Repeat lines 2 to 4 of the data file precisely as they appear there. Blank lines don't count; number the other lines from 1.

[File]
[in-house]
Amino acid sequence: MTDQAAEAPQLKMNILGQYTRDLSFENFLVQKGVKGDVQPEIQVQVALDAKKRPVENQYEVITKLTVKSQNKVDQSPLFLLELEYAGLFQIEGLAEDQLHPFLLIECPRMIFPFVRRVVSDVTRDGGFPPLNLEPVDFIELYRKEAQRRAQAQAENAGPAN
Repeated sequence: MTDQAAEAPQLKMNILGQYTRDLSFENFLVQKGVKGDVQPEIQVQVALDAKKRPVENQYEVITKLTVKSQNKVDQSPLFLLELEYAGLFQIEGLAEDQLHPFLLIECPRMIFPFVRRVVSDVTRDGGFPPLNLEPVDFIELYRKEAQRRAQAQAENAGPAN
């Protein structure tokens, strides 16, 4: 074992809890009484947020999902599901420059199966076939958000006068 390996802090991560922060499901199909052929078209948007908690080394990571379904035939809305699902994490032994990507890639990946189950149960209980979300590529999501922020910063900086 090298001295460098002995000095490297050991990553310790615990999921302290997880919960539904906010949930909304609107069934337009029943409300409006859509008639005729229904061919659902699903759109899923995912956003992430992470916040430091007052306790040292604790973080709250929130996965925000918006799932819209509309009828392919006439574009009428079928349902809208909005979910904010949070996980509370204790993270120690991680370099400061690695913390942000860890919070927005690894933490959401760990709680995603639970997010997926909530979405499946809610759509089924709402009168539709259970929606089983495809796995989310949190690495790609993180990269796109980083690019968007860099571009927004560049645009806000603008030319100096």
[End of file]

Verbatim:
Amino acid sequence: MTDQAAEAPQLKMNILGQYTRDLSFENFLVQKGVKGDVQPEIQVQVALDAKKRPVENQYEVITKLTVKSQNKVDQSPLFLLELEYAGLFQIEGLAEDQLHPFLLIECPRMIFPFVRRVVSDVTRDGGFPPLNLEPVDFIELYRKEAQRRAQAQAENAGPAN
Repeated sequence: MTDQAAEAPQLKMNILGQYTRDLSFENFLVQKGVKGDVQPEIQVQVALDAKKRPVENQYEVITKLTVKSQNKVDQSPLFLLELEYAGLFQIEGLAEDQLHPFLLIECPRMIFPFVRRVVSDVTRDGGFPPLNLEPVDFIELYRKEAQRRAQAQAENAGPAN
């Protein structure tokens, strides 16, 4: 074992809890009484947020999902599901420059199966076939958000006068 390996802090991560922060499901199909052929078209948007908690080394990571379904035939809305699902994490032994990507890639990946189950149960209980979300590529999501922020910063900086 090298001295460098002995000095490297050991990553310790615990999921302290997880919960539904906010949930909304609107069934337009029943409300409006859509008639005729229904061919659902699903759109899923995912956003992430992470916040430091007052306790040292604790973080709250929130996965925000918006799932819209509309009828392919006439574009009428079928349902809208909005979910904010949070996980509370204790993270120690991680370099400061690695913390942000860890919070927005690894933490959401760990709680995603639970997010997926909530979405499946809610759509089924709402009168539709259970929606089983495809796995989310949190690495790609993180990269796109980083690019968007860099571009927004560049645009806000603008030319100096």